A few months ago, Tim Challies wrote a post called, “Amusing 1-Star Reviews of Great Books.” After a short introduction, Challies “cut and pasted” a few dozen 1-star reviews of some of his favorite books, all for the purpose of showcasing “why we ought to be careful when allowing Amazon’s star ratings to influence our purchases.” As the title promised, the reviews were certainly amusing!
Among his favorite books was Systematic Theology by Wayne Grudem. A systematic theology is an attempt to say helpful things about the whole of the Christian faith as taught in the Bible. I remember, as a young Christian, when I first read Grudem’s book cover-to-cover. It taught me many things, including why there are church denominations; it’s not just that this pastor is funny and that one is serious, or this church sings hymns and that one doesn’t. No, different interpretations of the Bible create different denominations.
Challies notes several Amazon reviewers who didn’t share my appreciation for Grudem. One writes:
Make no bones about it: Grudem’s Systematic Theology represents about the dullest and least inspired end of the evangelical theological spectrum. His method is only too obvious: Announce your conclusions; line up the prooftexts; shoot holes through everyone else’s prooftexts; proudly announce the matter settled.
Dull. Uninspired. Eisegesis, not exegesis (that is, stuffs ideas into the text, not takes truth out of the text). Oh yeah, don’t forget: prideful.
Another reviewer writes: "No need to waste your money (that is what Wayne gets out of it)."
I find this comment especially interesting in light of the only time I met Grudem, a time when I found him to be generous not greedy. He was teaching how the Bible should inform our political views to a group of about a hundred pastors. After his talk, he answered questions from the audience. I had one, so from the back side corner of the room, I raised my hand. Eventually, a kind woman made her way to my table and handed me the microphone she was holding. As I raised it towards my mouth, someone from the stage (not Grudem) said, “Okay, I think we need to move on. No more questions.”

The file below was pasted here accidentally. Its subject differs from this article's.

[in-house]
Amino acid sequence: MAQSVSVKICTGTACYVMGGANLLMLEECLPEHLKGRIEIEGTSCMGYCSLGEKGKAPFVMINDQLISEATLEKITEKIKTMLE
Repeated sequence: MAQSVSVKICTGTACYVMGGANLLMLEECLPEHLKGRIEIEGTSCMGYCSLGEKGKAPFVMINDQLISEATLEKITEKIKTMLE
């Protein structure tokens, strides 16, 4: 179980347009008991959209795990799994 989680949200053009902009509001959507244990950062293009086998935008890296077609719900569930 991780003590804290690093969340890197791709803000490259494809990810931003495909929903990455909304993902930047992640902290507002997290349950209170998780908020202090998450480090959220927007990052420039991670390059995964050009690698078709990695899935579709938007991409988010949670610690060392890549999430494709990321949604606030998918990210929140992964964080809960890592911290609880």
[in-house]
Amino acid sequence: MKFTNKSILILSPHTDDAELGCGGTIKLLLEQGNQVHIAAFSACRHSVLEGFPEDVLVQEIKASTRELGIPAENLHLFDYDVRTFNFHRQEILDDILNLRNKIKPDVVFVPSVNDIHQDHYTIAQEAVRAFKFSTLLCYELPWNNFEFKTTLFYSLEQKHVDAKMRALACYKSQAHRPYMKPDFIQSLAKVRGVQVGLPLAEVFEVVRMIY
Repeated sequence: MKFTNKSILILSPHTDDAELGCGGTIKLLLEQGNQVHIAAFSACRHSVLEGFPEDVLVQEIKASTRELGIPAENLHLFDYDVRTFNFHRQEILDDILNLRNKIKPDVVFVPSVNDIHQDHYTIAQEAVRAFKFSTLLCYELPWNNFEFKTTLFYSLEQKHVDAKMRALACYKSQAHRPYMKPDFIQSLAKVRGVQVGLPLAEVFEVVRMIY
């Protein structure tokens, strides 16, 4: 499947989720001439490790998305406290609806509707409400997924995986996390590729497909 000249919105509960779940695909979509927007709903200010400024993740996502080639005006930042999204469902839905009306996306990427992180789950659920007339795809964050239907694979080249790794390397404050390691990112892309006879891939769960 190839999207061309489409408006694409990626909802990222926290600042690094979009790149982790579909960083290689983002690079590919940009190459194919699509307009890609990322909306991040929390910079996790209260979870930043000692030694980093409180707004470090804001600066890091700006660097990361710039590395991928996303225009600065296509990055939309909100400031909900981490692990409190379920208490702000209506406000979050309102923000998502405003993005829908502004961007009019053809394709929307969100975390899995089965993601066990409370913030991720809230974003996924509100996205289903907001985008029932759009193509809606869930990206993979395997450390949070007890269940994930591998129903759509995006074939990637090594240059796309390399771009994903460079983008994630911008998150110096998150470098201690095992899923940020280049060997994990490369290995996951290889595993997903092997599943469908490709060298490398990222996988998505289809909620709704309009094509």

The woman looked sympathetically at me; she shrugged, snatched the microphone back, and walked away. I got snubbed. The eight people from my church who shared a table with me found this, shall we say, amusing!
Though I lost some pride, I still had a question. So afterwards, I found Dr. Grudem at his table. He was standing beside an intimidating stack of his books, which were for sale. When it was my turn, he couldn’t have been more gracious and unassuming, listening to my question, answering it as best he could, and giving me time for a follow up.
Then, he asked me a question. He asked if I had his book, Politics According to the Bible, because, as he said, “I go into that very question in a lot more detail.”
What was I supposed to say? I didn’t have the book or the money to buy it, so I mumbled, “Ahhh . . . a guy at our office has it and I’m going to read it over the next week or two.” (This was actually true; the pastors at our church were teaching a class about the topic, and I did intend to read it.)
But here’s what Grudem did: He took out his wallet, went over to the table, and bought me a copy of his own book—an expensive hardback copy! And I say it was “his book,” but it was only “his” because he wrote it. I found out later that it was the organization hosting the event who had provided the stack of books, so technically, as was pointed out, “someone should pay for it.” From a distance, I had loved and benefited from the ministry of Grudem for years, but in that moment, my appreciation for him grew by volumes.
Since that day, as I’ve listened to the audio from his Sunday school classes (which are free online), I’ve heard him show others the same care he showed me. And I’ve also learned how he has sacrificially lived the complementarianism that he’s so faithfully defended. For example, for the sake of his wife’s health, he left the large and established Trinity Evangelical Seminary to teach at the smaller and (then) less established Phoenix Seminary.
On December 22, 2015, Desiring God posted the article, “I Have Parkinson’s and I Am at Peace.” It was written by Grudem. It made me sad, a twinge of sorrow before Christmas. My grandfather died of Parkinson’s when I was in high school. I remember it well. In a way, and albeit mostly from a distance, Grudem has been a sort of spiritual grandfather to me.
At the end of the article—after describing the disease, his renewed trust in the Lord, and his hope to finish several writing projects, including updating his Systematic Theology (from 2017–2019!)—he wrote, “I am at peace.”
I love Wayne Grudem and “I thank my God in all my remembrance of [him]” (Philippians 1:3).